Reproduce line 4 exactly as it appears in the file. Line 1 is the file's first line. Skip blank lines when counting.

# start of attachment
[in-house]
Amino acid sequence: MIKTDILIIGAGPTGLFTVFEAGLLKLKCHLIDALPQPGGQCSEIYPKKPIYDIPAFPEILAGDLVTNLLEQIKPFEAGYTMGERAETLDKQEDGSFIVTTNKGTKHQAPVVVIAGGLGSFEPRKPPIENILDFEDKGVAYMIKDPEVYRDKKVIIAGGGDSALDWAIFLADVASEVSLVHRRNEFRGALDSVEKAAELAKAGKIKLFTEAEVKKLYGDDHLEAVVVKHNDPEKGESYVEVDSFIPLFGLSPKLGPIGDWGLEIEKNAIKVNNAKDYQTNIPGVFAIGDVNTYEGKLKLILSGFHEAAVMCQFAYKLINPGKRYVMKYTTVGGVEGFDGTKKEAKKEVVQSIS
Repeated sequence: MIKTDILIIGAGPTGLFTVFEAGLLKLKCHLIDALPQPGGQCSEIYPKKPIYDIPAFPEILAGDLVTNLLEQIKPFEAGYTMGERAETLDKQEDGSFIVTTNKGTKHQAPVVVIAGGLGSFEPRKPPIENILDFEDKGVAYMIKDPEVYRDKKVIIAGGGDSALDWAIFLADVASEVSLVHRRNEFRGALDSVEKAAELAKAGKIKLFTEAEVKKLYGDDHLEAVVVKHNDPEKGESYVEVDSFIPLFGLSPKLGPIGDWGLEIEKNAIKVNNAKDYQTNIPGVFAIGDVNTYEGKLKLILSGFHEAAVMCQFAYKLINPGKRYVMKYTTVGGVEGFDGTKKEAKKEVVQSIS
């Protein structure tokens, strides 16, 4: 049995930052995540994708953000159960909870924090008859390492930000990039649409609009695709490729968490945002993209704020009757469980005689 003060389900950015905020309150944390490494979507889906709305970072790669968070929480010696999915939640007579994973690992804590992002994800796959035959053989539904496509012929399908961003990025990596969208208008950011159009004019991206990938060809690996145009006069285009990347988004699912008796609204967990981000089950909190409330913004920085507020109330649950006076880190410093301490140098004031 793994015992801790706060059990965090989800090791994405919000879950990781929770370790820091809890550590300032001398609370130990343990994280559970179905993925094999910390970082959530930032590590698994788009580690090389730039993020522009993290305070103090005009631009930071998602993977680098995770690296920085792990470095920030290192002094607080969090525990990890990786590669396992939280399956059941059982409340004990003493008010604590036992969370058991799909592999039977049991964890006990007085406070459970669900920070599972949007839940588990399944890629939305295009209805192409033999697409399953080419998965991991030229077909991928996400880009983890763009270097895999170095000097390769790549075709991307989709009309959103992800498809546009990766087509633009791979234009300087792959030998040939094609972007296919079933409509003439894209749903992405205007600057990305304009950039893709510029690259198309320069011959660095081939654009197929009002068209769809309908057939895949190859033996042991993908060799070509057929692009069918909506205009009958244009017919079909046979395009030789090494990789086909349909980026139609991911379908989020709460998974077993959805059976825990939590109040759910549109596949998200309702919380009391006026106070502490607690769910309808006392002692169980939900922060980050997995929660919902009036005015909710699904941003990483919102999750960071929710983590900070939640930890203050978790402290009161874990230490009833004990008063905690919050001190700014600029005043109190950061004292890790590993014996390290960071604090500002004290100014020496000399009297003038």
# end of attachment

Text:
């Protein structure tokens, strides 16, 4: 049995930052995540994708953000159960909870924090008859390492930000990039649409609009695709490729968490945002993209704020009757469980005689 003060389900950015905020309150944390490494979507889906709305970072790669968070929480010696999915939640007579994973690992804590992002994800796959035959053989539904496509012929399908961003990025990596969208208008950011159009004019991206990938060809690996145009006069285009990347988004699912008796609204967990981000089950909190409330913004920085507020109330649950006076880190410093301490140098004031 793994015992801790706060059990965090989800090791994405919000879950990781929770370790820091809890550590300032001398609370130990343990994280559970179905993925094999910390970082959530930032590590698994788009580690090389730039993020522009993290305070103090005009631009930071998602993977680098995770690296920085792990470095920030290192002094607080969090525990990890990786590669396992939280399956059941059982409340004990003493008010604590036992969370058991799909592999039977049991964890006990007085406070459970669900920070599972949007839940588990399944890629939305295009209805192409033999697409399953080419998965991991030229077909991928996400880009983890763009270097895999170095000097390769790549075709991307989709009309959103992800498809546009990766087509633009791979234009300087792959030998040939094609972007296919079933409509003439894209749903992405205007600057990305304009950039893709510029690259198309320069011959660095081939654009197929009002068209769809309908057939895949190859033996042991993908060799070509057929692009069918909506205009009958244009017919079909046979395009030789090494990789086909349909980026139609991911379908989020709460998974077993959805059976825990939590109040759910549109596949998200309702919380009391006026106070502490607690769910309808006392002692169980939900922060980050997995929660919902009036005015909710699904941003990483919102999750960071929710983590900070939640930890203050978790402290009161874990230490009833004990008063905690919050001190700014600029005043109190950061004292890790590993014996390290960071604090500002004290100014020496000399009297003038």